Thirteen countries with wild tiger populations agreed Tuesday to take part in a global count to establish how many of the critically endangered animals are left and improve policies to protect them.
Experts say that although the tiger population has remained stable over the last four years, a lack of accurate data is hindering effective policies.
The pledge came at a global conference in the Bangladeshi capital Dhaka where over 140 people have converged for three days to discuss actions to save the tiger.
"We really need science-based data on the number of tigers," said John Seidensticker of the Smithsonian Conservation Biology Institute in Washington.
Current data on numbers in the wild was mostly "guesstimates", he said.
The count is due to be completed within two years.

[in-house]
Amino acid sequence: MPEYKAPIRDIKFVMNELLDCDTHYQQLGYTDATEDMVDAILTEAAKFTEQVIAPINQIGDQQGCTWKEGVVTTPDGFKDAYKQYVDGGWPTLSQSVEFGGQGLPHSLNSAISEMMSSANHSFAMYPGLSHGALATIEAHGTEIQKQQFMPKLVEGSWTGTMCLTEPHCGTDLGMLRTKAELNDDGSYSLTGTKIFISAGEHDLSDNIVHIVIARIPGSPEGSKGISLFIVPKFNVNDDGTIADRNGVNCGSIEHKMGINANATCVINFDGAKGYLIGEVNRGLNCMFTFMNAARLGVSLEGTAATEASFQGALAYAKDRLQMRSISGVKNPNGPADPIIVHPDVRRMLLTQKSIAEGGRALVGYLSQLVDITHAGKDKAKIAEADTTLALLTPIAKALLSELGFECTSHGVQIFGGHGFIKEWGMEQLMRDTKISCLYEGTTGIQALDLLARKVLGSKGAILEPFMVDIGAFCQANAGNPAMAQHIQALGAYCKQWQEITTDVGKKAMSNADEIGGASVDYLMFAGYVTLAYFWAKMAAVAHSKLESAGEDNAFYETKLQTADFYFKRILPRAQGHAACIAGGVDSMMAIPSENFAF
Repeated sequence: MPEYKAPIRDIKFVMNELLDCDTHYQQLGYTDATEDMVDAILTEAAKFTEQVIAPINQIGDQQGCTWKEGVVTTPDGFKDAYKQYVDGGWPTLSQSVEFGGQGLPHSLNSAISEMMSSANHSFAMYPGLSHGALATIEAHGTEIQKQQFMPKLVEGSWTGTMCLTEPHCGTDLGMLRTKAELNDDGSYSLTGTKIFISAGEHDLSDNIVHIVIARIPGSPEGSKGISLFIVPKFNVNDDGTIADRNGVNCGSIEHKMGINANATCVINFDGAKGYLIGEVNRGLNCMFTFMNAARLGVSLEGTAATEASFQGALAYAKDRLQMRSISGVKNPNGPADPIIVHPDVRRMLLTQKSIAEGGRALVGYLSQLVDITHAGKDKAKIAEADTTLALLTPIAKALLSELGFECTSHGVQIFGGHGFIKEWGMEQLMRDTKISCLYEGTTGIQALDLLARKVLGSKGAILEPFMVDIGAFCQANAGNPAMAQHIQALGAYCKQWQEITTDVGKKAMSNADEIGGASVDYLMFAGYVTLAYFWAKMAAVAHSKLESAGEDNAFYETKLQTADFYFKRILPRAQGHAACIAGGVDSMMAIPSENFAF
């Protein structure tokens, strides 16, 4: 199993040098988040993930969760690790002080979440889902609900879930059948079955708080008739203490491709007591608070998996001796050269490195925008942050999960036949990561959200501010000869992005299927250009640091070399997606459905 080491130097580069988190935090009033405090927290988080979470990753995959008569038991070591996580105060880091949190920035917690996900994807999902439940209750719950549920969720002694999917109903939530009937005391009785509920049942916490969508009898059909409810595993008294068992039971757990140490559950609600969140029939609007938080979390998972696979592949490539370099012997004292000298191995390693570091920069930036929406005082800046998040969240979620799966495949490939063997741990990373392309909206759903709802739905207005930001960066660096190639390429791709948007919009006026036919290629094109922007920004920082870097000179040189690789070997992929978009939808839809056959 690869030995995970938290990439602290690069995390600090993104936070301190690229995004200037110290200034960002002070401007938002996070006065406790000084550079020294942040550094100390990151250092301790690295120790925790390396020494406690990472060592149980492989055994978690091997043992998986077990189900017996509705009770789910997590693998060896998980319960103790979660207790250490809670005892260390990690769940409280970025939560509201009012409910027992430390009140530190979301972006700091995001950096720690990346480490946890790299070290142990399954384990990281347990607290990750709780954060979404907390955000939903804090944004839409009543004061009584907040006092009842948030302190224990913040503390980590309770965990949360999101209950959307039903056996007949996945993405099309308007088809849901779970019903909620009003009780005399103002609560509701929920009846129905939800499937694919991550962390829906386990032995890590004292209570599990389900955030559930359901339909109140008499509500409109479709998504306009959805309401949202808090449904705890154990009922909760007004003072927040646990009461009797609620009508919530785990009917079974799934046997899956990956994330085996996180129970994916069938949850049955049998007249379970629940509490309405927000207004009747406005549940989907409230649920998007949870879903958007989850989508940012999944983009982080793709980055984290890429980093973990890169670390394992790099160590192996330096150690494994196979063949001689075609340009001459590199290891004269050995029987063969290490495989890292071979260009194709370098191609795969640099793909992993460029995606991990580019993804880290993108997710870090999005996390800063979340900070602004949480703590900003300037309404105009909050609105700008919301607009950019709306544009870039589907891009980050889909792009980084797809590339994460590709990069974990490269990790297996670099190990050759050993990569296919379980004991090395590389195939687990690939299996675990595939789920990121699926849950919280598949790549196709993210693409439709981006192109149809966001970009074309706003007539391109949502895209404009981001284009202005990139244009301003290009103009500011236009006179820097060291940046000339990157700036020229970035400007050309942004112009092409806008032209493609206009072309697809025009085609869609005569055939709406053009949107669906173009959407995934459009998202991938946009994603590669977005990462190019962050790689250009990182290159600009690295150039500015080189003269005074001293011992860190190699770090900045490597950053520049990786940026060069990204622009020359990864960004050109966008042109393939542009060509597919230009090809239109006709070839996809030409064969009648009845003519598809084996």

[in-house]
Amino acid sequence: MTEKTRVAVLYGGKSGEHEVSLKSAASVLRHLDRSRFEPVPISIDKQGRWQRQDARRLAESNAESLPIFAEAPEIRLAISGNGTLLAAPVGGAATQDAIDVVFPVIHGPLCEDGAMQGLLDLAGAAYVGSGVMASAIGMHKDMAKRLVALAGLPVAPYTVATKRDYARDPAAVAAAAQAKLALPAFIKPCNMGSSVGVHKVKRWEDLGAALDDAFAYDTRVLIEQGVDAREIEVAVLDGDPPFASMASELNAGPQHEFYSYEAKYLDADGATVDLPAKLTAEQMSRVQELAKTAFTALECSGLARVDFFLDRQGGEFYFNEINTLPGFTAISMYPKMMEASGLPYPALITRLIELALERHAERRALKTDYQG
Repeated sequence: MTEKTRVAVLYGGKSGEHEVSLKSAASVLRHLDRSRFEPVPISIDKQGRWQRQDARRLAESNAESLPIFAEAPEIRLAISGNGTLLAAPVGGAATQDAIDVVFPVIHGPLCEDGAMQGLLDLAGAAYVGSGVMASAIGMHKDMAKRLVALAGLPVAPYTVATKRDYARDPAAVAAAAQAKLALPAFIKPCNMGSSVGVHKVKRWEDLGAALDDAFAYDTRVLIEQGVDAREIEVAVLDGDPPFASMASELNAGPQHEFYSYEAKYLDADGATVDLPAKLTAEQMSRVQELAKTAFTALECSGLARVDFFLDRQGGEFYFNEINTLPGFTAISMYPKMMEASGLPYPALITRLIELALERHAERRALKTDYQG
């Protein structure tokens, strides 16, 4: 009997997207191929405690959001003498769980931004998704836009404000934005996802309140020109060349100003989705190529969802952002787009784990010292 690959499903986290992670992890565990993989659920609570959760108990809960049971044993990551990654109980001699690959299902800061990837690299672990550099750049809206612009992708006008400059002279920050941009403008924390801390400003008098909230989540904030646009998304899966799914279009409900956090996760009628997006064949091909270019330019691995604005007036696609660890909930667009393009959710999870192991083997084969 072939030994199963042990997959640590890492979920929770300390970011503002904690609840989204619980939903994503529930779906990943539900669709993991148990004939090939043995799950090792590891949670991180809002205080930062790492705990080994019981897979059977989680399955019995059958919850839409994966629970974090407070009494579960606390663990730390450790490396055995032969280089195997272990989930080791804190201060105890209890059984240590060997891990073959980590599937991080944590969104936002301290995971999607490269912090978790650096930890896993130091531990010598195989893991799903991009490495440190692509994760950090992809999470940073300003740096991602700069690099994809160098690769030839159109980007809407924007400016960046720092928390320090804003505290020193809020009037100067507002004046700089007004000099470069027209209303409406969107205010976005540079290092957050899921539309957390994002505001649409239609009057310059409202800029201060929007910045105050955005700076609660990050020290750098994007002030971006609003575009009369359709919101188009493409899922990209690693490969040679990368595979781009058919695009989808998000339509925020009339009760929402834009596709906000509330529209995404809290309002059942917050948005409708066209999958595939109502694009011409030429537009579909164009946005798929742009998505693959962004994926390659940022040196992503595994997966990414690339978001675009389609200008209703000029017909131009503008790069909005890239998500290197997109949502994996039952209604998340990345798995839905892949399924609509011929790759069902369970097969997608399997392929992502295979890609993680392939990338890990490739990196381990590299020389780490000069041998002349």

The world's wild tiger population fell to little over 3,200 in 2010 from 100,000 only a century ago and the International Union for the Conservation of Nature has listed the animal as critically endangered.
Poaching, encroachment on its habitat and the illegal wildlife trade are blamed for the declining number.
In 2010 the 13 countries with tiger populations—Bangladesh, Bhutan, China, Cambodia, India, Indonesia, Laos, Malaysia, Myanmar, Nepal, Russia, Thailand and Vietnam—launched a plan to double their numbers by 2022.
Officials at Tuesday's conference said that populations had risen in major "tiger range" nations such as India, Nepal and Russia.
But poaching continues to be a major problem. Statistics from TRAFFIC, the wildlife trade monitoring network, show that at least 1,590 tigers—an average of two a week—were seized between January 2000 and April 2014.
"We recognise that poaching is still the number one threat to tigers. It's happening all over the tiger ranges. But we are still not really seeing strong commitment by the governments put in place against poaching," said Mike Baltzer of World Wildlife Fund.
© 2014 AFP